The researchers created a cell in the form of a “forest” of gold nanorods, topped with titanium dioxide (TiO2) crystals and platinum (Pt) nanoparticles. When placed in water with a catalyst and exposed to visible light, electrons in the nanorods oscillate together, creating “plasmonic waves”. As the ‘hot’ electrons in these plasmonic waves are excited by light particles, some travel up the nanorod, through a filter layer of crystalline TiO2, and are captured by Pt particles. This causes the reaction that splits hydrogen ions from the bond that forms water. Meanwhile, the holes left behind by the excited electrons head towards the cobalt-based catalyst on the lower part of the rod to form oxygen. The plasmonic cell is still many years away from commercial development. However, one promising aspect of the work so far is the ruggedness of the nanorods – which could lead to a device that has a far longer lifespan than the present conventional solar cells, in addition to increased efficiency.

Spray-on photovoltaic cells

In a bid to reduce solar panel costs, researchers in the United Kingdom have devised a spray-coating technique for photovoltaic (PV) cells. The researchers from University of Sheffield and University of Cambridge replicated methods used to spray-paint cars to make PV cells. Prof. David Lidzey from University of Sheffield says, “We found that the performance of our spray-coated solar cells is the same as cells made with more traditional research methods, but which are impossible to scale in manufacturing.” Most solar cells are manufactured using special, energy-intensive materials that themselves contain large amounts of embodied energy. Comparitively, plastic requires much less energy to make than silicon. By spray-coating a plastic layer in air, the scientists hope the overall energy required to make a solar cell can be reduced significantly.

A downside to using plastics as a solar cell material – needed for the spray technique – is that they are not currently as efficient at generating electricity as cells made from silicon. Most solar panels are made from silicon and are expected to last over 25 years. The scientists believe it is unlikely that plastic cells will ever be this stable. However, if the energy cost of plastic cells can be lowered enough, they will become more cost-effective than silicon over their life cycle. Prof. Lidzey adds, “Increasing the energy conversion efficiency and lifetime of plastic cells are significant issues that many groups are working on. It should also be noted that the cost of silicon solar panels have reduced significantly over the last few years; so plastic solar cells will have to catch up with these improvements.” The scientists believe that the new technology could one day be used on glass in buildings or car roofs.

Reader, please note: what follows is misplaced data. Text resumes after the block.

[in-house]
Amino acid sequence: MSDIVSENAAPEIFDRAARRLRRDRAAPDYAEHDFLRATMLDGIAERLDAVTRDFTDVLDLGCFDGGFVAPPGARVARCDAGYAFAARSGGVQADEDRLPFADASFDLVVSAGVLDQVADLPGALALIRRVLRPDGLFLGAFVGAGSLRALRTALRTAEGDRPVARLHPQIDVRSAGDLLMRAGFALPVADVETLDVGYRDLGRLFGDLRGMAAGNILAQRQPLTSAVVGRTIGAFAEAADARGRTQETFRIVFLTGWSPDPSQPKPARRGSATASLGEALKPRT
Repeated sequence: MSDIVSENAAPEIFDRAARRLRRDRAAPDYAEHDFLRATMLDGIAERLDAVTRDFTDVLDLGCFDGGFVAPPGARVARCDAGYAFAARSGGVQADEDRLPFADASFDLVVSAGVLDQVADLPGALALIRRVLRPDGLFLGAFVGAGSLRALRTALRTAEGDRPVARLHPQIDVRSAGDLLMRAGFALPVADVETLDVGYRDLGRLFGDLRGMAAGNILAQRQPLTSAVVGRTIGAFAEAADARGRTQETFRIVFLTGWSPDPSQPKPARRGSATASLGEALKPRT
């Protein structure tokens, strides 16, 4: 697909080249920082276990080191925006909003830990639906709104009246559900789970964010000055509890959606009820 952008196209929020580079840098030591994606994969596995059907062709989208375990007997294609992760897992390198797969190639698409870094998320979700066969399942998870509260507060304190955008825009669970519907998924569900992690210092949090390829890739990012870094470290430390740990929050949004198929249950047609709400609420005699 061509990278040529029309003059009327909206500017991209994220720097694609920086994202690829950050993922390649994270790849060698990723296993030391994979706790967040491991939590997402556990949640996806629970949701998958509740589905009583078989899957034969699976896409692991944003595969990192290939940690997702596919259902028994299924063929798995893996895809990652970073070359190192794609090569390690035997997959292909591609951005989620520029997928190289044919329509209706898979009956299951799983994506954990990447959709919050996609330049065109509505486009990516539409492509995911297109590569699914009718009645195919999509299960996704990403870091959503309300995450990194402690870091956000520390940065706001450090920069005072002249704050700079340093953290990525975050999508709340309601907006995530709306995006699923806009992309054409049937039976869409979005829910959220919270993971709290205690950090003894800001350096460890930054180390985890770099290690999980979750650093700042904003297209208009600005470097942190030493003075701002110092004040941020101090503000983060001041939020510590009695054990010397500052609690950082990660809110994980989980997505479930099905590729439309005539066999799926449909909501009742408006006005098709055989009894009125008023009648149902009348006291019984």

Improved solar cell technology

In the United States, Yale University researchers have developed cost-effective technology that increases the efficiency of solar cells. The new technology entails hybrid solar cells – made of carbon nanotubes and silicon – which convert sunlight to electrical energy more efficiently than traditional solar cells. The cells are physically robust, flexible and “optically thin”, and suitable for a wider range of applications. Lead author Mr. Xiaokai Li from the Department of Chemical and Environmental Engineering said that their research bridges the cost effectiveness of traditional organic solar cells with the efficiency of silicon.

In order to create their hybrid solar cell, the researchers developed a low-cost method that can be performed at room temperature. The researchers applied thin, smooth carbon nanotube films to silicon and then used an acid wash to dissolve the carbon, allowing the nanotubes to collapse together to form a highly conductive network. Applications of the new technology are not limited to solar panels and solar-powered devices – the cells may be used in photodetectors, sensors and displays as well. These cells could also be used on various surfaces, not just those that are flat and square.

Organic solar cell’s record efficiency for third-generation PV

In Germany, Heliatek GmbH in cooperation with University of Ulm and Technical University (TU) Dresden has established a world record in organic photovoltaics (OPVs). The important milestone was reached in January 2013 with a new global record of 12.0 per cent cell efficiency, which was measured and confirmed by the accredited testing facility SGS. The superior low-light and high-temperature performance of OPVs when compared with traditional solar technologies – another advantage of the third-generation photovoltaic technology – were also by confirmed SGS.